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9 messages
20/06/2008 at 22:51
I wondered if anyone else uses the beautiful tall structural plant cephalaria in their wild life gardens. They have large pale lemon scabious type flowers and bees just love them, often several bees seem attracted to just one flower head. I grow them in my sunny gravel bed with stipa gigantica - a lovely plant combination
22/06/2008 at 22:41
I've got two rat skulls decorating a pot. I found them side by side in my garden. No other bones; just the skulls. I'd love to know why. Now I'm looking out for more. They're quite beautiful.
24/06/2008 at 12:51
Right concolologirl *_____* also in Georgia O'Keeffe collection of paintings there are plenty, she lived in the desert of Texas all alone! She loved bulls' and horses' skulls so much as you can see that is just one of them and is so awesome & beautiful! Lily
25/06/2008 at 10:45
There is no telling how old the skull is, it could be 4 or 400 years old, so could have been dumped and buried there long before modern ideas of animal welfare evolved. It was in an area of scrub which looked as if no-one had passed through for at least 50 years.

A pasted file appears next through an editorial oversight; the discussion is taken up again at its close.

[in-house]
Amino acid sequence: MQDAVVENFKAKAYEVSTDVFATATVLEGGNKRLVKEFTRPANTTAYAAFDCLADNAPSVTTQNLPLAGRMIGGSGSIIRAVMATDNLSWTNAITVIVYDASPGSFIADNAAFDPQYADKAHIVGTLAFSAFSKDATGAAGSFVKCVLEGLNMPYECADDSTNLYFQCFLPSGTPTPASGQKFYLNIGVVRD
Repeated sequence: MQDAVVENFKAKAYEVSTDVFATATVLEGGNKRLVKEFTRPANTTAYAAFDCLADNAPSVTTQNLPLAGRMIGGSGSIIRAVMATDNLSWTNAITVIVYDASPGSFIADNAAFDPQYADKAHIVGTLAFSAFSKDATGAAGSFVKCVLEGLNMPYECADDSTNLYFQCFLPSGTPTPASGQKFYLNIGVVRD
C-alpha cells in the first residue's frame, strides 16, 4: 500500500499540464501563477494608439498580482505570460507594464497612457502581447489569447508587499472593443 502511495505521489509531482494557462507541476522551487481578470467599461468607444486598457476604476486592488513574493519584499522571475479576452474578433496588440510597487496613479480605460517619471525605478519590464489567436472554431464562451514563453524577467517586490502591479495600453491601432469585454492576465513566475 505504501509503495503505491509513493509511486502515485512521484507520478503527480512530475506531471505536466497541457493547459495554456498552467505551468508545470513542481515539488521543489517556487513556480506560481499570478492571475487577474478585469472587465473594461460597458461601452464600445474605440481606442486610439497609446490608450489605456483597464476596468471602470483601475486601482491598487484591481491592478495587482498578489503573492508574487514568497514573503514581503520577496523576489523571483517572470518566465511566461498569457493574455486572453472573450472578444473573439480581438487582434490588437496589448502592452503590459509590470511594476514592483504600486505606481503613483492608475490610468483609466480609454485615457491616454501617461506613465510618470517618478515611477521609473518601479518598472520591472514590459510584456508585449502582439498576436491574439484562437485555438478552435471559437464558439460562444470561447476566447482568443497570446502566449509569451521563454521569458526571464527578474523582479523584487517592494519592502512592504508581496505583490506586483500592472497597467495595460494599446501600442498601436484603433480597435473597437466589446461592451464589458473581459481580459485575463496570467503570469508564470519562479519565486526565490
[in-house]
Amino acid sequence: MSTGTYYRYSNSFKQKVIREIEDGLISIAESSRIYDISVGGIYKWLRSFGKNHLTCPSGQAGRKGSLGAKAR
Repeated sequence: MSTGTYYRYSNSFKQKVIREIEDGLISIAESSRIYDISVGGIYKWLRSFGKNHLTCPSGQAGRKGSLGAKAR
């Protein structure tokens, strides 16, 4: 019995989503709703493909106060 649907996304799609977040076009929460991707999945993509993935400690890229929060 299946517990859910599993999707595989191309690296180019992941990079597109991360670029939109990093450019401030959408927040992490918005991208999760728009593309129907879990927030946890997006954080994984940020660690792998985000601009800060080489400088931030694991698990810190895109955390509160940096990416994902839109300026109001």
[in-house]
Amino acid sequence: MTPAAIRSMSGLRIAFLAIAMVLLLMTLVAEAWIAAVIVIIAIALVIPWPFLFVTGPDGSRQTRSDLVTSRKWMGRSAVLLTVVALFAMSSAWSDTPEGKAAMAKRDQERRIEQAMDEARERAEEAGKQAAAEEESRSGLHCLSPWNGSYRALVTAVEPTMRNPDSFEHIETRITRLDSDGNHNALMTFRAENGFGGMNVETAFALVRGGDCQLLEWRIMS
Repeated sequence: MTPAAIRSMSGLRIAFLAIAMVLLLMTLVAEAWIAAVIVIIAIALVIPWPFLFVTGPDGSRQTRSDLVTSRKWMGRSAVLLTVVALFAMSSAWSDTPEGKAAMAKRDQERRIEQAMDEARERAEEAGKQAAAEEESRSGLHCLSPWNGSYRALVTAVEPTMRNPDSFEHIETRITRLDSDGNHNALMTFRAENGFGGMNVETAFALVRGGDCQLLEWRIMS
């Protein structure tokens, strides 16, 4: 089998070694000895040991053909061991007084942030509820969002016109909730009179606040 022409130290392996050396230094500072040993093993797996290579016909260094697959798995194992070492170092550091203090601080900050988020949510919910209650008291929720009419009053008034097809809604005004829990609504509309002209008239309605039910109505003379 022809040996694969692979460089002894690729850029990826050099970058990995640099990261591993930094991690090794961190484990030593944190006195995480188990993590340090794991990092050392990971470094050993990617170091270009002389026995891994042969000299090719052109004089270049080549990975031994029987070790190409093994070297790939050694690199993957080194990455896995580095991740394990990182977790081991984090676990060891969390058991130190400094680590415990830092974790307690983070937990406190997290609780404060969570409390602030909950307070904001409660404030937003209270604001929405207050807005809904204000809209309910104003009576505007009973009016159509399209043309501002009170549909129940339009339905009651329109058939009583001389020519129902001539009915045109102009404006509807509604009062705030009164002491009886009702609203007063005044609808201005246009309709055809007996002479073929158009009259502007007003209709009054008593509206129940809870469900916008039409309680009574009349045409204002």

30/06/2008 at 21:52
Bones are good, as long as the popularisation of them doesn't mean we inadvertently encourage the trade in killing of the animals for the collection of their skeletons... find it yourself, don't buy it.
11/07/2008 at 12:59
Kathy, Barnard Castle commentBox: Moving to the wilds of Teesdale when my twin boys were 9 years old resulted in a collection of sheep skulls. Now 20 years later and in a retirement bungalow I still display 3 skulls in my garden, one with the large horns still attached. My first grandchild eyed them with distrust, not knowing what they were but to be wary of. The dog went bananas!! not knowing his master had collected them as a child. Only the weether has any detrimental affect on them, I have never seen anything else touch them.
23/07/2008 at 13:51
I think they are really beautiful! I wonder how the horse ended up in the sandpit; its a bit sad really.
13/05/2010 at 12:39
Ah hah, i found a skull down the side of my shed in the winter and had an inkling that it might have been a fox skull but my suspicions were unconfirmed. So i'm glad to see those images of your fox skulls that match my mystery skull. Its currently residing on the window ledge in the conservatory next to a small black vase, they look rather a pleasing ornament together.
28/11/2011 at 18:31
Cool - I thought I was the only one who appreciated skulls, but your collection is even larger than mine!?!
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